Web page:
The Commission then defines the type of decisions to which its Communication refers: they are decisions under criminal law (all rules laying down sanctions or measures to rehabilitate offenders) which are final (i.e. decisions by courts and certain administrative tribunals, the outcome of mediation procedures and agreements between suspects and prosecution services).
Several conventions adopted by the Council of Europe or the European Union, or under the Schengen Agreement, provide for application of the principle of mutual recognition to certain decisions in criminal matters, but these instruments have not yet entered into force in all of the Member States. Moreover, they are not a sufficient basis on which to establish a complete system of mutual recognition. There is thus a need for further, comprehensive analysis of the application of this principle.
Before examining the various aspects of the principle of mutual recognition and how it could theoretically be applied, the Commission considered the question of information.
In order to be able to recognise a decision taken in another Member State, one must first of all know that such a decision exists, and what its content is. At present there is no European register of judgments that could be used for this purpose. The Commission believes a two-stage approach could be used. In the first stage, standard multilingual forms would be introduced to enable practitioners in each Member State to obtain information from the authorities of other Member States about whether a person they are dealing with has a criminal record. In the second stage, a genuine European criminal register would be created. This would be accessible electronically and would enable the investigating authorities to check directly whether the person in question was already the subject of any other proceedings. Before such a register can be set up, however, several practical and legal questions have to be resolved (responsibility for entering and updating information, data protection, right of access, differences between national legislation on criminal records, extent to which data entered in the system by the different Member States should be harmonised, etc.).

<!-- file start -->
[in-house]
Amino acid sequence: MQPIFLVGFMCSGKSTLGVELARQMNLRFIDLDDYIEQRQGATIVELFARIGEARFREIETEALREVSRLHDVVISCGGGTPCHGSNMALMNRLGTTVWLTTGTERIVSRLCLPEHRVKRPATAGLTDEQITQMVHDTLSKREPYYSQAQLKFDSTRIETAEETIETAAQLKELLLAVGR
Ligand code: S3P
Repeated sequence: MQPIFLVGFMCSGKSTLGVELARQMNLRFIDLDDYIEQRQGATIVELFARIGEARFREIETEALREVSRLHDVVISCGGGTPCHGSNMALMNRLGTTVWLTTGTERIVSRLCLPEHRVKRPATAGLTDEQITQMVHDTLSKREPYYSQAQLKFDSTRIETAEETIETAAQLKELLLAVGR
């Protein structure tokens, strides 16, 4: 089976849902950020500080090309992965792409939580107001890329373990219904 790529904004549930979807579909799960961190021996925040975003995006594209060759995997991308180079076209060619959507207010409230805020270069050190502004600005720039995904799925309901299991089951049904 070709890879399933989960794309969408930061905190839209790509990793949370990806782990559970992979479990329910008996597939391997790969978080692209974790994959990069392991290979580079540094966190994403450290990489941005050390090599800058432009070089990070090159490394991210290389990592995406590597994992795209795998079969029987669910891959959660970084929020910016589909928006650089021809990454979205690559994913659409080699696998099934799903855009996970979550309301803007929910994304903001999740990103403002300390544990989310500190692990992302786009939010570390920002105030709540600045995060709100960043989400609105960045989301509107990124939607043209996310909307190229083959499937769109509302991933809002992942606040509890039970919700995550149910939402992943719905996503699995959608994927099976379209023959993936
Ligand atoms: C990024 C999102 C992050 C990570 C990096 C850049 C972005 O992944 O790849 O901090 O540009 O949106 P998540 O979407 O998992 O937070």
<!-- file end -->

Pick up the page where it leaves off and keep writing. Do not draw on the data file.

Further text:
The various aspects of mutual recognition
Recognising a decision means, first and foremost, enforcing it. A decision by another Member State may be applied directly (by making the decision fully and directly enforceable throughout the Union), or indirectly (which would require the foreign decision to be converted into a national decision). In the Commission's view, however, the Tampere conclusions indicate a preference for direct enforcement.
Recognising a decision also means taking it into account. A decision taken in another Member State could have different effects, connected with the principle of ne bis in idem or the concept of recidivism.